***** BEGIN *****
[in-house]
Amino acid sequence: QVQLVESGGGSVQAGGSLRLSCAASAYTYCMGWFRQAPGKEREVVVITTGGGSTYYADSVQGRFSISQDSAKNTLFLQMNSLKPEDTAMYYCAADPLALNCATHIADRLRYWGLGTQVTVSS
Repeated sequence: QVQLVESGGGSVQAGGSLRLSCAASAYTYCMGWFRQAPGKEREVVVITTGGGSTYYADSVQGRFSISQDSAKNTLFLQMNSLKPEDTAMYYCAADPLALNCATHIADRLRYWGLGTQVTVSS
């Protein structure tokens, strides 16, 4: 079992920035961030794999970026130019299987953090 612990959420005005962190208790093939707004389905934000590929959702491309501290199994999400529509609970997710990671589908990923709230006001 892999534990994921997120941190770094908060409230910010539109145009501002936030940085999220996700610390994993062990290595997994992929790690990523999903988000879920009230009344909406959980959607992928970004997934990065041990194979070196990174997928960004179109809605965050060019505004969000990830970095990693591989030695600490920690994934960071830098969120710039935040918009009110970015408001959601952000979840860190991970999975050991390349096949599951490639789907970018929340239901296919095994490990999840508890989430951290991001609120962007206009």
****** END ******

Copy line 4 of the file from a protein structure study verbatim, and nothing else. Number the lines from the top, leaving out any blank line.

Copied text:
């Protein structure tokens, strides 16, 4: 079992920035961030794999970026130019299987953090 612990959420005005962190208790093939707004389905934000590929959702491309501290199994999400529509609970997710990671589908990923709230006001 892999534990994921997120941190770094908060409230910010539109145009501002936030940085999220996700610390994993062990290595997994992929790690990523999903988000879920009230009344909406959980959607992928970004997934990065041990194979070196990174997928960004179109809605965050060019505004969000990830970095990693591989030695600490920690994934960071830098969120710039935040918009009110970015408001959601952000979840860190991970999975050991390349096949599951490639789907970018929340239901296919095994490990999840508890989430951290991001609120962007206009």